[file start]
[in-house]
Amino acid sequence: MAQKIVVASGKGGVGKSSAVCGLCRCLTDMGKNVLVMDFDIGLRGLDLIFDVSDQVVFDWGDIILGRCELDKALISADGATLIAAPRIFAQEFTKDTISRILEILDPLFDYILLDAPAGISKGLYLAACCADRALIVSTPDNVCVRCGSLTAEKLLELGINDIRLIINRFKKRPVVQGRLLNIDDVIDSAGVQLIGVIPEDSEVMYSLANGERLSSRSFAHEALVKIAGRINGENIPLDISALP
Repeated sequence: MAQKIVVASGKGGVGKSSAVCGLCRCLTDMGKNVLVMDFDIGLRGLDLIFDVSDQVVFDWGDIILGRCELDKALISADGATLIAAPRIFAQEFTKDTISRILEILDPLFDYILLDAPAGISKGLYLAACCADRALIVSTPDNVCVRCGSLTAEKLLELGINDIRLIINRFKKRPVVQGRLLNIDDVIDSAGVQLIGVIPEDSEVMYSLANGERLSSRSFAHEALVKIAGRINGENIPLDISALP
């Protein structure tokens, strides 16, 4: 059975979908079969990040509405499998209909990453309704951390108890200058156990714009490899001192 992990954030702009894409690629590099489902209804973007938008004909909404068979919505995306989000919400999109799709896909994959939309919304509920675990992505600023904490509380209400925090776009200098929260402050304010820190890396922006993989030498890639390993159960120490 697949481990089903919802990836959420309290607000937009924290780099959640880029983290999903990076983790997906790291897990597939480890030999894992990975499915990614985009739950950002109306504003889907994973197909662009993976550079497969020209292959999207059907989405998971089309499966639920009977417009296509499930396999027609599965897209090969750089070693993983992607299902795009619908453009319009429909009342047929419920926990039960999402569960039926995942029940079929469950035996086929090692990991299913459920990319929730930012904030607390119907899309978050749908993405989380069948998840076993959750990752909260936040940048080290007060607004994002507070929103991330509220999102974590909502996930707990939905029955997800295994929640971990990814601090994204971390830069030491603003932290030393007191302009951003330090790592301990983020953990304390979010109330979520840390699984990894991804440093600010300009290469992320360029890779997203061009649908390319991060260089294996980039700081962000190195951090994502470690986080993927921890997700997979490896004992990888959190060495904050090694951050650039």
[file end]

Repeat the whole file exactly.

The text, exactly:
[in-house]
Amino acid sequence: MAQKIVVASGKGGVGKSSAVCGLCRCLTDMGKNVLVMDFDIGLRGLDLIFDVSDQVVFDWGDIILGRCELDKALISADGATLIAAPRIFAQEFTKDTISRILEILDPLFDYILLDAPAGISKGLYLAACCADRALIVSTPDNVCVRCGSLTAEKLLELGINDIRLIINRFKKRPVVQGRLLNIDDVIDSAGVQLIGVIPEDSEVMYSLANGERLSSRSFAHEALVKIAGRINGENIPLDISALP
Repeated sequence: MAQKIVVASGKGGVGKSSAVCGLCRCLTDMGKNVLVMDFDIGLRGLDLIFDVSDQVVFDWGDIILGRCELDKALISADGATLIAAPRIFAQEFTKDTISRILEILDPLFDYILLDAPAGISKGLYLAACCADRALIVSTPDNVCVRCGSLTAEKLLELGINDIRLIINRFKKRPVVQGRLLNIDDVIDSAGVQLIGVIPEDSEVMYSLANGERLSSRSFAHEALVKIAGRINGENIPLDISALP
């Protein structure tokens, strides 16, 4: 059975979908079969990040509405499998209909990453309704951390108890200058156990714009490899001192 992990954030702009894409690629590099489902209804973007938008004909909404068979919505995306989000919400999109799709896909994959939309919304509920675990992505600023904490509380209400925090776009200098929260402050304010820190890396922006993989030498890639390993159960120490 697949481990089903919802990836959420309290607000937009924290780099959640880029983290999903990076983790997906790291897990597939480890030999894992990975499915990614985009739950950002109306504003889907994973197909662009993976550079497969020209292959999207059907989405998971089309499966639920009977417009296509499930396999027609599965897209090969750089070693993983992607299902795009619908453009319009429909009342047929419920926990039960999402569960039926995942029940079929469950035996086929090692990991299913459920990319929730930012904030607390119907899309978050749908993405989380069948998840076993959750990752909260936040940048080290007060607004994002507070929103991330509220999102974590909502996930707990939905029955997800295994929640971990990814601090994204971390830069030491603003932290030393007191302009951003330090790592301990983020953990304390979010109330979520840390699984990894991804440093600010300009290469992320360029890779997203061009649908390319991060260089294996980039700081962000190195951090994502470690986080993927921890997700997979490896004992990888959190060495904050090694951050650039």